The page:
Work-life balance – it’s a phrase that’s easy to say, but for many of us it’s significantly harder to put this elusive idea into practice. For a start you have to define what that exactly means, and I think it means different things to different people – and at different times of their lives.
In my life there was a time when I worked significantly longer hours than I do now, and the majority of my time was weighted toward work. I was younger, starting out and I felt I needed to do it at the time – and indeed when you are setting up businesses I do think you need to put inordinate amounts of time and energy in to get things off the ground.
But as life moves on, you raise a family, you get older (and hopefully wiser!) and things mellow a bit you realise that living such a narrowly focused life means missing out on all the richness of being alive in its entirety. And if you’re really wise you start to make time to enjoy and value the experiences that you can only get from other parts of your life – before you get to the point of burnout.
Ironically, when you get your work-life balance to a level that feels right for you – the chances are (I’ve found) that you will be more effective in your work too. Without having the time to say yes to everything, perhaps you’ll focus better on the things you actually want to do – that fire you up – rather than going for opportunities that are less than your ideal. In truth you’ll do less – but you’ll achieve more in a very real sense.
These days I don’t invest in any companies that really don’t get me excited, and I don’t do any work that I really don’t want to. Which is something that I actually believe everyone should ideally put into practice at any age and stage of their career.
Saying no to all the things that don’t set my mind on fire gives me an interesting and invigorating business life – and importantly also gives me the balance of time that I can spend with my wife Lorna and our children, on my boat, doing charity challenges or all the other things in life that I love to do.
I think you know when you’ve got your work-life balance right because you feel at one with the universe, generally – you don’t feel like you are pushing yourself unduly to achieve one definition of success. Instead, the success feels like the sum of the parts.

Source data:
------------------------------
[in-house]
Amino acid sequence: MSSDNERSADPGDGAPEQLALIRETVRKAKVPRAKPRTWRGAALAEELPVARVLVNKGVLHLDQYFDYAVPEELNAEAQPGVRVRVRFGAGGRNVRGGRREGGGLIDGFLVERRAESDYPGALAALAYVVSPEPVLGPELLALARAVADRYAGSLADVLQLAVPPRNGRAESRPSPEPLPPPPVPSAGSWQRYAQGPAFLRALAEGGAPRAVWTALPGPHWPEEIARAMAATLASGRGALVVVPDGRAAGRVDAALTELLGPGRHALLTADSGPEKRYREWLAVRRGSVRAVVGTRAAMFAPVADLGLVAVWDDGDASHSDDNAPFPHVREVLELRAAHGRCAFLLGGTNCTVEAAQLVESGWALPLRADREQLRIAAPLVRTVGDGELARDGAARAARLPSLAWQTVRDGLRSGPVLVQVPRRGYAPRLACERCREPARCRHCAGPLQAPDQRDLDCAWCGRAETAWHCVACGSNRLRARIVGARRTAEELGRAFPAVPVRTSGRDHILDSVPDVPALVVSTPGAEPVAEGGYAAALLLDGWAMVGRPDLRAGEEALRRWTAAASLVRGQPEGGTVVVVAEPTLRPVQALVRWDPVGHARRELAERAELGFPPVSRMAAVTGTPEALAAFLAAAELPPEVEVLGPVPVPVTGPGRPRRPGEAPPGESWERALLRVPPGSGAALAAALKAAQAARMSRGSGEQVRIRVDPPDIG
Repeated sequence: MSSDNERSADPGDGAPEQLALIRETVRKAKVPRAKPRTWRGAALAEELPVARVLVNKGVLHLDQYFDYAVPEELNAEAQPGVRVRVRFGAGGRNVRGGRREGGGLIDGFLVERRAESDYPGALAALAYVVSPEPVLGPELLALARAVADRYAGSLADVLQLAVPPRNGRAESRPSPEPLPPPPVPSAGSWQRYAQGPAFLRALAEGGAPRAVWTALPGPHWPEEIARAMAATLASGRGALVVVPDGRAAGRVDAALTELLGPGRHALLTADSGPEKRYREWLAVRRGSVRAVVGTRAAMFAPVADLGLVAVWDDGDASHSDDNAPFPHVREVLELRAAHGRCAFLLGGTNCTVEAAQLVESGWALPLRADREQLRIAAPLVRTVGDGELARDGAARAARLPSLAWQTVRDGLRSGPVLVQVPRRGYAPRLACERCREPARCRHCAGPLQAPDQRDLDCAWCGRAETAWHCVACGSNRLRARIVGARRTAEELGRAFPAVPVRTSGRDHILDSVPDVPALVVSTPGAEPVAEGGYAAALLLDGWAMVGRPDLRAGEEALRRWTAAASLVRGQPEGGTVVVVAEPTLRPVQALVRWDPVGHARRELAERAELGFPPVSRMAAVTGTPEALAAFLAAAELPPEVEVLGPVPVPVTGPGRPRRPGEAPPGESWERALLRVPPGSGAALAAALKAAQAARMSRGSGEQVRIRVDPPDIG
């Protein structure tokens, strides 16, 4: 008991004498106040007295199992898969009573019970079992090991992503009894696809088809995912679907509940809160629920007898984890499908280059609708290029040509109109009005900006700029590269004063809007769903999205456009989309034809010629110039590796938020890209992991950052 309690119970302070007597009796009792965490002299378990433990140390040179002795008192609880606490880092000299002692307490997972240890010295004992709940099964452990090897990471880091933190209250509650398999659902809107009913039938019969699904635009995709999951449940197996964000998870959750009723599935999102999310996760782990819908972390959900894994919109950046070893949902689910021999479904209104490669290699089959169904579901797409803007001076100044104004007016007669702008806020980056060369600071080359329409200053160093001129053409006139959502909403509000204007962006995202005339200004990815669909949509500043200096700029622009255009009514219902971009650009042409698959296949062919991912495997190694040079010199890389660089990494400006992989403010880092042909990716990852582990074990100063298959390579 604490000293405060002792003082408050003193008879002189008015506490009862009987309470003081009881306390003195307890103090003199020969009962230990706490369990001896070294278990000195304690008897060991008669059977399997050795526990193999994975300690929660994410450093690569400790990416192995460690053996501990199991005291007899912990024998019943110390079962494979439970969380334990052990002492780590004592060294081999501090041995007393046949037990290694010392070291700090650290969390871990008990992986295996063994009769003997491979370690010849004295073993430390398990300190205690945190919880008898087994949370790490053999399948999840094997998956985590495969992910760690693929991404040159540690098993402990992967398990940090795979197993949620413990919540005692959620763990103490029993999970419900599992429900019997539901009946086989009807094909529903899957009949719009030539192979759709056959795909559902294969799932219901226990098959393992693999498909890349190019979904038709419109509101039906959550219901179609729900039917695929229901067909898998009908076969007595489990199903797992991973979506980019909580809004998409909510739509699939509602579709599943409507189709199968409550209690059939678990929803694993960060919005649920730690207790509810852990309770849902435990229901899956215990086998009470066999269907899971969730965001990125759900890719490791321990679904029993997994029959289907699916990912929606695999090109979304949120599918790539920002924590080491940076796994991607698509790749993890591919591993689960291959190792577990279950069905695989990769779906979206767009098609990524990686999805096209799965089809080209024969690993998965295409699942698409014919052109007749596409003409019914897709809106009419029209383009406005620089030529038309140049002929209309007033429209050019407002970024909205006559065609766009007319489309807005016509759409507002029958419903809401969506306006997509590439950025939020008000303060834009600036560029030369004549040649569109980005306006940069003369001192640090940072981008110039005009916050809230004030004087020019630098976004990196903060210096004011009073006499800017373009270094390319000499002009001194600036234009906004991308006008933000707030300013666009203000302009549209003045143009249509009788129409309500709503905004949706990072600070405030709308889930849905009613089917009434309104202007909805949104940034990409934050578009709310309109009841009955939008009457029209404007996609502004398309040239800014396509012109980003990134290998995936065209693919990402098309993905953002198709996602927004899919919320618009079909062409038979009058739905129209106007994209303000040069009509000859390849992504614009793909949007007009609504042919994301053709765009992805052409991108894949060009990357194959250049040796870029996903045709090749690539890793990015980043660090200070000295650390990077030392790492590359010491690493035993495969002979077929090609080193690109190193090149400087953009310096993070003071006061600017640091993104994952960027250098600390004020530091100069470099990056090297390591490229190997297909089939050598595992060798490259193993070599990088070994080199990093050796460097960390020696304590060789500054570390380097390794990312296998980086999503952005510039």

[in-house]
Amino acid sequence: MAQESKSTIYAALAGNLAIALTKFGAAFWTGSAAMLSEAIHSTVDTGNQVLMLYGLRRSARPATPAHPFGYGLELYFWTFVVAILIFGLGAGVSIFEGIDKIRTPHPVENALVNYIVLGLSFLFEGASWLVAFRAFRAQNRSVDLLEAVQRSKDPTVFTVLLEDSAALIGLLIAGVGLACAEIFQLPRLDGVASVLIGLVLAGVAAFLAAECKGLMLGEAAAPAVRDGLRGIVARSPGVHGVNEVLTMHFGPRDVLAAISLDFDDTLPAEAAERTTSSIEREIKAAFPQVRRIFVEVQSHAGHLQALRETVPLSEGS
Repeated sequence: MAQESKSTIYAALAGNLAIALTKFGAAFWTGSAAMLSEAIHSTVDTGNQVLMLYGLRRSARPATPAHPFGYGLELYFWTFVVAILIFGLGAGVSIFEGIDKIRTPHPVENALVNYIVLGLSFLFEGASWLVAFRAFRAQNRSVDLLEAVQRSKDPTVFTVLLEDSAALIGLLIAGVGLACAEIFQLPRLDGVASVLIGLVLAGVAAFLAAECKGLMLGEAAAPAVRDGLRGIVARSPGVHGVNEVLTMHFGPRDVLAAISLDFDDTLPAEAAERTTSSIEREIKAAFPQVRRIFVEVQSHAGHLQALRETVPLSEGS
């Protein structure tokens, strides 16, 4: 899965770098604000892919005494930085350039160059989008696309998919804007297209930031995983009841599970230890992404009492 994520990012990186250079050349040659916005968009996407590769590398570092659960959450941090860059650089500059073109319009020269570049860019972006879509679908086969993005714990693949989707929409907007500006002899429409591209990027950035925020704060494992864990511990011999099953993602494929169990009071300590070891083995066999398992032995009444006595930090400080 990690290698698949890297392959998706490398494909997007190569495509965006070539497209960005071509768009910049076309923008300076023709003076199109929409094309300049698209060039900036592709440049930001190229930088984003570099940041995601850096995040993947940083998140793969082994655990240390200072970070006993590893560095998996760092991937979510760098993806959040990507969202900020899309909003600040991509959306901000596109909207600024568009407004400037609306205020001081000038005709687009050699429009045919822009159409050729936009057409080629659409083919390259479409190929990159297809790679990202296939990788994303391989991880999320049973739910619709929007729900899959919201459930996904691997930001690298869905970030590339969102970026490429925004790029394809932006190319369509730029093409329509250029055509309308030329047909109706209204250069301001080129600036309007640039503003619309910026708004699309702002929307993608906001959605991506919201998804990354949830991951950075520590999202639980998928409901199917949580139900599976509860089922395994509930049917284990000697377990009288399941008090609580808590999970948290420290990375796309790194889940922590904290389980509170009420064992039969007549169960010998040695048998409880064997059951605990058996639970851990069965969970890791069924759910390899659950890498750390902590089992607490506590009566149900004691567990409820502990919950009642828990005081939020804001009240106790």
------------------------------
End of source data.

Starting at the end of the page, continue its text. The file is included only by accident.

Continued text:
It’s quite an intangible thing, and we can never just sit back and pat ourselves on the back for achieving it – work-life balance is an ongoing challenge. It needs regular monitoring to make sure we are meeting all our needs, or trying to, at any given time and life stage.
Practically speaking though there are things you can do at every stage to nudge things in the right direction…here are some of my top tips for bringing balance in 2016….
- Prioritise. Consider all the things that compete for your time, and decide what to keep and what to discard. Focus on the things that are important to you, and don’t do the extraneous stuff. It’s a discipline that you’ll have to practice – it doesn’t come naturally to most of us.
- Use technology wisely. Devices are meant to make your life easier, not to rule it. Decide on certain times; whether that’s a time (for example I do my business before 4pm every day), a day or two (or five!) of the week, dinnertime or a holiday, to be totally tech-free. And, really concentrate on what you are doing, be mindful, rather than trying to divide your time between the experience you’re having and checking work emails on your smartphone.
- Take care of yourself. This is vital. Pushing yourself so hard that you forget to keep yourself heathy is short-termism of the worst kind. Find an exercise you like to do – and do it often. I love to play tennis, and ski – and I make time to do both with Lorna, which is even more enjoyable. Also, prioritise eating good food and avoid eating on the run. This understanding of the importance of stopping to enjoy a meal fully is one of the things I love about French culture. There it is an accepted part of everyday life – and I think we could learn a lot from that over here.
- Schedule in fun. If you are really finding balance tricky – then schedule it in. Put it in the diary. If you want to stop work at a certain time to go for a swim or meet friends, for example, then put in the diary and make it happen! If it’s in there, it’s part of your schedule.
How do you find balance in your life? Tweet me or find me on Facebook and share your tips for the new year.